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Maria Dronke

Maria Dronke


Maria Dronke 1904-1987, stage actress, drama producer and teacher, made a significant contribution to the theatre in New Zealand.

Minnie Kronfeld, who was to become well known in New Zealand theatrical circles as Maria Dronke, was born on 17 July 1904 in Berlin, Germany. She was the youngest child and only daughter of Salomon Kronfeld, a barrister, and his wife, Laura Liebmann. The family was Jewish although not orthodox in observance. Minnie was educated at the Dorotheen Lyceum in Berlin where she was the top student, then at the Friedrich-Wilhelms-Universität where she studied philosophy and modern literature. She also studied, and for a period taught, elocution and voice production.

In the 1920s she performed many classical roles in Germany’s major theatres, including many of Shakespeare’s great female roles, Gretchen and Helen in Goethe's Faust, Minna in Lessing's Minna von Barnhelm, and Elisabeth in Schiller's Don Carlos. She also gave performances in Vienna, The Hague and Paris. When the poet Rainer Maria Rilke died in 1926, Kronfeld was invited to read his work at the memorial celebrations in Vienna. As her career became established she took Maria Korten as her stage name.

Converting to Catholicism in 1928, she married John (Adolf) Dronke, a judge, and they had two children. Changing her religion did not protect her against the Nazis and after a few months in England the family, including her childhood governess Frieda Burckhardt who became nanny to Maria’s own children, were able to travel to New Zealand, arriving in Wellington in August 1939.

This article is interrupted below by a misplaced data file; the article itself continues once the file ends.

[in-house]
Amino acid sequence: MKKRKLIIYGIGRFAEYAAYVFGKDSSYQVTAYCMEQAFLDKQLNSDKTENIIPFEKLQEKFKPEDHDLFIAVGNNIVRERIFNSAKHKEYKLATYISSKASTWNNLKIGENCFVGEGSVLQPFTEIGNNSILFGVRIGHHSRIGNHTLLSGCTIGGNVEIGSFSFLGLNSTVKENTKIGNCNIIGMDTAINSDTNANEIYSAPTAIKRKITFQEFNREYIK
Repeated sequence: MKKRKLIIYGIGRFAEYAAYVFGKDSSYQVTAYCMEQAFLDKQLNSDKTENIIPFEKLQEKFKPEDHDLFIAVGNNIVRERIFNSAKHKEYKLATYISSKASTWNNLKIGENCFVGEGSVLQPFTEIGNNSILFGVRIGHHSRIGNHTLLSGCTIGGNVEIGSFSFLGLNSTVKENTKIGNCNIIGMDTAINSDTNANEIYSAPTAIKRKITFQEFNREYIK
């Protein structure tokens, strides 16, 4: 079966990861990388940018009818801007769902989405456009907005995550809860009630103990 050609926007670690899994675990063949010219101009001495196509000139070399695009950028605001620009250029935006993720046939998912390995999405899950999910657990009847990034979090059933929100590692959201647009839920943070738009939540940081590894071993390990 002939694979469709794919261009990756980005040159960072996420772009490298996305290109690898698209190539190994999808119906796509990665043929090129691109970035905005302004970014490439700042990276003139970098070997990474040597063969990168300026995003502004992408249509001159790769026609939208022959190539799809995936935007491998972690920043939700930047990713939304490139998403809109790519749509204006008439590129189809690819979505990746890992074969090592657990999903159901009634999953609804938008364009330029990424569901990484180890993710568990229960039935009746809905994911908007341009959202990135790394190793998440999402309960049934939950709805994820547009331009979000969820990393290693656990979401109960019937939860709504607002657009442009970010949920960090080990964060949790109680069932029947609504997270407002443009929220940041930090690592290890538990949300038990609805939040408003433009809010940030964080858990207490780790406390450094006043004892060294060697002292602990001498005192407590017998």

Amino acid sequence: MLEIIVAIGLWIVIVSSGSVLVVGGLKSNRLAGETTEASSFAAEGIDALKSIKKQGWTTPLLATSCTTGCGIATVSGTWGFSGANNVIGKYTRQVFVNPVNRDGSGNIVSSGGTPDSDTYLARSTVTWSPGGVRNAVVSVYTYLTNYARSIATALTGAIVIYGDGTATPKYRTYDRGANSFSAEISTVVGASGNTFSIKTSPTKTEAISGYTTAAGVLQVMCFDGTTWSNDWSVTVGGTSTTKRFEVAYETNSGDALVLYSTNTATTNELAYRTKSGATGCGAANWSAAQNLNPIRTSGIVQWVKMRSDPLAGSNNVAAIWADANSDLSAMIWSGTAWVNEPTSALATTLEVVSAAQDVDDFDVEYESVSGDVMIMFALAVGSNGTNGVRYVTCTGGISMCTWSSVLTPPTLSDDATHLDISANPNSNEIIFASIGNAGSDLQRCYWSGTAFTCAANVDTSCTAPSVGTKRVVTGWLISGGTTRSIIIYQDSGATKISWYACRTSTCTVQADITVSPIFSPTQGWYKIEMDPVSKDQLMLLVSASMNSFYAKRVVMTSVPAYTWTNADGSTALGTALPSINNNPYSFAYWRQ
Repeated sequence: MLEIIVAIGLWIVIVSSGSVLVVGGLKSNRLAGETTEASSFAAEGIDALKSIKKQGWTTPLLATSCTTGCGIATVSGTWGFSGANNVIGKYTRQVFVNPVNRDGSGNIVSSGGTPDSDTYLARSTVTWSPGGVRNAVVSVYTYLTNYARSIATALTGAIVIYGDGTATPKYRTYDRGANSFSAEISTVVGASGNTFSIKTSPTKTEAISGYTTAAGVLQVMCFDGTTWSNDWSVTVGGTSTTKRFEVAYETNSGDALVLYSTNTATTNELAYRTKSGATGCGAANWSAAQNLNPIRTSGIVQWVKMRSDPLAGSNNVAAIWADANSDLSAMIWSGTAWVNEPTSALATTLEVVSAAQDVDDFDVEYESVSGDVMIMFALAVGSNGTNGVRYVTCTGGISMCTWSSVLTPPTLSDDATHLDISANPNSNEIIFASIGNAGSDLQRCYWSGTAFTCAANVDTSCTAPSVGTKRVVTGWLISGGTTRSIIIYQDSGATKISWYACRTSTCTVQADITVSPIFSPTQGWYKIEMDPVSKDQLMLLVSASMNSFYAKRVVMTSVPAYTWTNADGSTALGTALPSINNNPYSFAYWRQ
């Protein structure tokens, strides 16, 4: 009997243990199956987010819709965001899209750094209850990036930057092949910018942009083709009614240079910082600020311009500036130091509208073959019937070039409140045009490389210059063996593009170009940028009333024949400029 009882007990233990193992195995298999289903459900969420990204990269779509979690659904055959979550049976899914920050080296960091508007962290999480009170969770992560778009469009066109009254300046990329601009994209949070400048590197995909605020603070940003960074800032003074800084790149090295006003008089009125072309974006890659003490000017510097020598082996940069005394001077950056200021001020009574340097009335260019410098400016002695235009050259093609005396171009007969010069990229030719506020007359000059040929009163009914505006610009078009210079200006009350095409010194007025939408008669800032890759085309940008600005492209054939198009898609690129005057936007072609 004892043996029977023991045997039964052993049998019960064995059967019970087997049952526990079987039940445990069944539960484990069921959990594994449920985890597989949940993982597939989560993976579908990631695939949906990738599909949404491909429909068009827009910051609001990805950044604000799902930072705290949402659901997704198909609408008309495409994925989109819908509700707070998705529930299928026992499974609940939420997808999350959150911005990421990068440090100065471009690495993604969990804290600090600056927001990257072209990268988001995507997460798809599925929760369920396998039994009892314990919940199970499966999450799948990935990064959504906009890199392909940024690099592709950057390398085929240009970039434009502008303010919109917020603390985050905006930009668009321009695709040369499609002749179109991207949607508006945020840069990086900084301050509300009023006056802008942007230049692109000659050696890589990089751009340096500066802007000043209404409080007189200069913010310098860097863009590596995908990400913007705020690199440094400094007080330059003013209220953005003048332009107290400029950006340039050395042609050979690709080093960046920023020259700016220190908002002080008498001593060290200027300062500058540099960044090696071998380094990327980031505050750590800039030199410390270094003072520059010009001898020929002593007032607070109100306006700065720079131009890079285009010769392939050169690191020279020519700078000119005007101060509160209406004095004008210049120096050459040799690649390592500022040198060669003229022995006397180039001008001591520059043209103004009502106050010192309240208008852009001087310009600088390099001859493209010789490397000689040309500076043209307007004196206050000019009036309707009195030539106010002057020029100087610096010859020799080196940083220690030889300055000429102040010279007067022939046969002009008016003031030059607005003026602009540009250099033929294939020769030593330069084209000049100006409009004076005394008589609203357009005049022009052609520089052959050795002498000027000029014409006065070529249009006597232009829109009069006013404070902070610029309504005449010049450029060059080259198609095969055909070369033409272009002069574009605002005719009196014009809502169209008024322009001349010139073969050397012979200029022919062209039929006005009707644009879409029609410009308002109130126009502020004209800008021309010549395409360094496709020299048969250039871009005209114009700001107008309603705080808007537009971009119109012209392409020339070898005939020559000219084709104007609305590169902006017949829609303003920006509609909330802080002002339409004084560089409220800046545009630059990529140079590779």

Maria Dronke made a significant contribution to the theatre in New Zealand. She directed about 25 productions, including works by Ibsen, Shaw, Shakespeare, and T S Eliot. She was particularly taken by Eliot and the performance of Murder in the Cathedral in Wellington’s Old St Pauls Cathedral is probably her masterpiece. She not only helped improve the standard of acting and the production of amateur theatrical societies but also enlivened the cultural and social climate of the country. Along with other refugees from central Europe, such as Karl Wolfskehl, she brought with her something of the world of Heine, Büchner, Toller and Brecht. Her soirées were 'warm and intimate sharings of ideas and talents' and led many to a deeper appreciation of their European cultural heritage.

Maria died in Lower Hutt on 28 August 1987.



Further reference/links:


Image header above: Alexander Turnbull Library Reference: PAColl-5872-25-01 Photograph Permission of the Alexander Turnbull Library, National Library of New Zealand, Te Puna Matauranga o Aotearoa.

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